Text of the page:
For many of my contributions this year to Pattinase's Friday's Forgotten Books I am focussing on the books I read 20 years ago in 1992. By then my reading diet was almost exclusively crime fiction.
So my recent posts for this meme have largely been about authors that I "discovered" in that year.
From the author's website
A baby's cry echoes on lonely nights through Keldale Valley in Yorkshire. Three hundred years ago, when Cromwell's raiders swept through a village in this valley, not a living creature was to be found on its fog-shrouded streets. The entire population had taken refuge in Keldale Abbey. But then, as the legend goes, an infant began to cry-and the villages knew they had escaped Cromwell's ravages only to be betrayed by a babe. So they smothered the child to silence it.
To this day, the low, thin wail of an infant can be heard in Keldale's lush green valleys.
Now, into this pastoral web of old houses and older secrets comes New Scotland Yard Inspector Thomas Lynley. Accompanied by Detective Sergeant Barbara Havers, Lynley has been sent to solve a particularly savage murder which has stunned the peaceful countryside.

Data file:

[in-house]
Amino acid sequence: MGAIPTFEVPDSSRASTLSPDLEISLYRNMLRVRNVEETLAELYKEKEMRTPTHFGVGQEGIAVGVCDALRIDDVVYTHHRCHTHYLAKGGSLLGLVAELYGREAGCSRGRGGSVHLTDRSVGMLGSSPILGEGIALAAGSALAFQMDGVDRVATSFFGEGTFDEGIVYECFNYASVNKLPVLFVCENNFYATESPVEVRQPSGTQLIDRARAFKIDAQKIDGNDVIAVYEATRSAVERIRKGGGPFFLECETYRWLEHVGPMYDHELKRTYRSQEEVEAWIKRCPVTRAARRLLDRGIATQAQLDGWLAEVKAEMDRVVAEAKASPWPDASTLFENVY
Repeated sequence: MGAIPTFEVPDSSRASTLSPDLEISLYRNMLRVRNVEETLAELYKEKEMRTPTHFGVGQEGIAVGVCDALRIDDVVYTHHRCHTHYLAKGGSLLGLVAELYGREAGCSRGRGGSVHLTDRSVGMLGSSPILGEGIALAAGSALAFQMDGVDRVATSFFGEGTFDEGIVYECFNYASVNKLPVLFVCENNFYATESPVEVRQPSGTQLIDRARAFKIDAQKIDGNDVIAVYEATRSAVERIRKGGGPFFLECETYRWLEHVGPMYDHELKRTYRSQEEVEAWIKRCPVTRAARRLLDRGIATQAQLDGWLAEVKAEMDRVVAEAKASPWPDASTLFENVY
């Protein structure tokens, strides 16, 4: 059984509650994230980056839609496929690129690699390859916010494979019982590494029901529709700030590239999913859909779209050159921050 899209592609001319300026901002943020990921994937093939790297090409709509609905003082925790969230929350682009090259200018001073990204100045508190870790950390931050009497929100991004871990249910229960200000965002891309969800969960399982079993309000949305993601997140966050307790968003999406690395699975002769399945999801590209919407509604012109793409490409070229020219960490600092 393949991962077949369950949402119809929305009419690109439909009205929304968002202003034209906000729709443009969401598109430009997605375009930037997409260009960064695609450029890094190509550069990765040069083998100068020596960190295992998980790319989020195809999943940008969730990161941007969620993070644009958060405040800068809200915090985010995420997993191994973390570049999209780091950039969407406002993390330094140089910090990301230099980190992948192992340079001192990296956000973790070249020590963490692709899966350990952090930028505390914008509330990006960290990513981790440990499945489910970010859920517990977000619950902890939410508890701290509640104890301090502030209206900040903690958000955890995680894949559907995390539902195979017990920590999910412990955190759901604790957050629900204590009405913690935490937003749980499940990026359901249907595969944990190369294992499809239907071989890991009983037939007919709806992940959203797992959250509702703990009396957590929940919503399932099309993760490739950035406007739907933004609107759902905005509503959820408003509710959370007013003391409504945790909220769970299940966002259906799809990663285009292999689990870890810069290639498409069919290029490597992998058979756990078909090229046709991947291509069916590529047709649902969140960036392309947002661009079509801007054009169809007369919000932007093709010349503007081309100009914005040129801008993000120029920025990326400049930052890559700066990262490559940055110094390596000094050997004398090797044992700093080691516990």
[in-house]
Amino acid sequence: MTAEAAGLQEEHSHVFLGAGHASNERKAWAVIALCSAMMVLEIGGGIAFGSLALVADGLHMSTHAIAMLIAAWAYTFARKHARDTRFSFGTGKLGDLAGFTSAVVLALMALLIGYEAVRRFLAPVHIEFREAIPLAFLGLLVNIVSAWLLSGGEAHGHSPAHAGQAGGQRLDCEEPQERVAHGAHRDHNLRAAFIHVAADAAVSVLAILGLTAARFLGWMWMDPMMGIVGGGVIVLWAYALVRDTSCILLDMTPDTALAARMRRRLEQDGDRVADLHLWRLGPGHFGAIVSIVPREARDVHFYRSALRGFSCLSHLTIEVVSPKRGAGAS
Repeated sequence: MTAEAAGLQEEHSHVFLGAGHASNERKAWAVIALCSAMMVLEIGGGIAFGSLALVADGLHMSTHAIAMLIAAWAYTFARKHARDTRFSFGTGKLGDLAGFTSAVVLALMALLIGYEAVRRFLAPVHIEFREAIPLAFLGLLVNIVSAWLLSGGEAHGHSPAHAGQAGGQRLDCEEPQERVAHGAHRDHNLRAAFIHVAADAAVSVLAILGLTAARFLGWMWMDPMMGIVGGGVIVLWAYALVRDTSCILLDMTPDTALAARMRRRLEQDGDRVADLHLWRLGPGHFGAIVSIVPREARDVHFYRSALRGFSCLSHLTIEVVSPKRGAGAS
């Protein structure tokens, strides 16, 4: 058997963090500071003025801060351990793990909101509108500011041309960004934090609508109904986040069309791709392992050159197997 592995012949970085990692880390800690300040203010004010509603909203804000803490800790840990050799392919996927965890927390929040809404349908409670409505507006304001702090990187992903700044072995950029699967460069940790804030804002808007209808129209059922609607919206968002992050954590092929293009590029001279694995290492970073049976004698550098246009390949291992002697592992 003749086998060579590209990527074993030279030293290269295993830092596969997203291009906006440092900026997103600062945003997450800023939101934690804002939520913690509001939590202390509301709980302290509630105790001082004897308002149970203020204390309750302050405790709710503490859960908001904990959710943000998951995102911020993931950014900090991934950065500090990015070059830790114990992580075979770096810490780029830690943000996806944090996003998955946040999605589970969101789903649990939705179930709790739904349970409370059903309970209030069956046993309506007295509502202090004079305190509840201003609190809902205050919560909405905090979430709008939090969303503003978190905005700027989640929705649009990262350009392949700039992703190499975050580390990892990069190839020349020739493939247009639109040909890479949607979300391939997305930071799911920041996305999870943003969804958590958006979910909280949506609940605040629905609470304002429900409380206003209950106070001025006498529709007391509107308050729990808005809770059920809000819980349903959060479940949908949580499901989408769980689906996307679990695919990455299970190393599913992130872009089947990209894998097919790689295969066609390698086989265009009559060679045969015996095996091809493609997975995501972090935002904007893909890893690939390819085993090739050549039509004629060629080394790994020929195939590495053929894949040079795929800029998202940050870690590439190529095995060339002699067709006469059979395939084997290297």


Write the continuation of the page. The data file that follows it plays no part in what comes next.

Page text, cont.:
Fat, unlovely Roberta Teys has been found, clad in her best silk dress, seated in the great stone barn beside her father's decapitated corpse. Her first and only words were: "I did it. I'm not sorry." She has refused to speak since. The priest who found young Roberta insists the girl is innocent. The villagers, who have known the girl all of her life, concur. The local police, however, maintain that she's guilty of the brutal slaying of one of the region's most respected citizens.
As Lynley and Havers wind their way through Keldale's dark labyrinth of scandals, they uncover a series of revelations that will reverberate through this tranquil English valley-and in their own lives as well.
In A Great Deliverance Elizabeth George probes the delicate motivations of the heart against a backdrop of buried scandals, unresolved antagonisms and dizzying ambiguities. It was her debut novel, the winner of the Agatha and Anthony Awards for best first novel as well as France's Grand Prix de Litterature Policiere. It was nominated for both a Macavity and an Edgar. It has been optioned for television by the BBC.
There's another fascinating reference to it at Mystery Page Turners.
I have enjoyed the series, particularly the mixture of historical threads with current themes, but also the character development that has threaded the books together.
My review of the most recent in the series, #17, BELIEVING THE LIE.